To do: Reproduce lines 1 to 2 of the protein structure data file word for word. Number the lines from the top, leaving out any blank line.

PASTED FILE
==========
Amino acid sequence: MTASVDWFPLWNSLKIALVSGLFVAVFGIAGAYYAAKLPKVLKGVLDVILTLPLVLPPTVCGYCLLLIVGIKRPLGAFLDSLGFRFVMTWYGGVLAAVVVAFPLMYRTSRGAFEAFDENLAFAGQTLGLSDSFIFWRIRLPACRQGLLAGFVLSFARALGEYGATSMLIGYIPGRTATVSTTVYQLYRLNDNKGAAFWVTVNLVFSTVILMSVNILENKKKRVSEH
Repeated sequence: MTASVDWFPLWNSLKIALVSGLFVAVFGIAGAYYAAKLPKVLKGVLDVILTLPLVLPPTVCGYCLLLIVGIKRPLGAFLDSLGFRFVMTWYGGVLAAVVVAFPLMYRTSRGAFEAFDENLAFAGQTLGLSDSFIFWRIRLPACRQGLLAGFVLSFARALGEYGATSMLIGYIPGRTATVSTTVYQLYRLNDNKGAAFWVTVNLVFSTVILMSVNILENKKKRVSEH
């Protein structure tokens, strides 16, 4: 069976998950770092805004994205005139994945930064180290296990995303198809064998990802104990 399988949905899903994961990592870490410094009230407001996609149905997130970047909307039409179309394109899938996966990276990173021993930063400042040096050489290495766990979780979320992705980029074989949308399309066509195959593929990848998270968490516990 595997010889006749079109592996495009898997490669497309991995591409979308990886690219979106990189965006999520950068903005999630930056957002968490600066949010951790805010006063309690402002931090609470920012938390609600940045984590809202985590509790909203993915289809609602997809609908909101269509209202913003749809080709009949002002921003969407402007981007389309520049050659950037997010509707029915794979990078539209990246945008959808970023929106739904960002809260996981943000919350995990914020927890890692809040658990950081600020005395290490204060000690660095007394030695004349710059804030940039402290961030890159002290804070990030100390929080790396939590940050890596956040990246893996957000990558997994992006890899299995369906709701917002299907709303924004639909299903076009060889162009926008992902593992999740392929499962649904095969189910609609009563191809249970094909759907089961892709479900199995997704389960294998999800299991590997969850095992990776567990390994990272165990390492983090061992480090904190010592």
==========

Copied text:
Amino acid sequence: MTASVDWFPLWNSLKIALVSGLFVAVFGIAGAYYAAKLPKVLKGVLDVILTLPLVLPPTVCGYCLLLIVGIKRPLGAFLDSLGFRFVMTWYGGVLAAVVVAFPLMYRTSRGAFEAFDENLAFAGQTLGLSDSFIFWRIRLPACRQGLLAGFVLSFARALGEYGATSMLIGYIPGRTATVSTTVYQLYRLNDNKGAAFWVTVNLVFSTVILMSVNILENKKKRVSEH
Repeated sequence: MTASVDWFPLWNSLKIALVSGLFVAVFGIAGAYYAAKLPKVLKGVLDVILTLPLVLPPTVCGYCLLLIVGIKRPLGAFLDSLGFRFVMTWYGGVLAAVVVAFPLMYRTSRGAFEAFDENLAFAGQTLGLSDSFIFWRIRLPACRQGLLAGFVLSFARALGEYGATSMLIGYIPGRTATVSTTVYQLYRLNDNKGAAFWVTVNLVFSTVILMSVNILENKKKRVSEH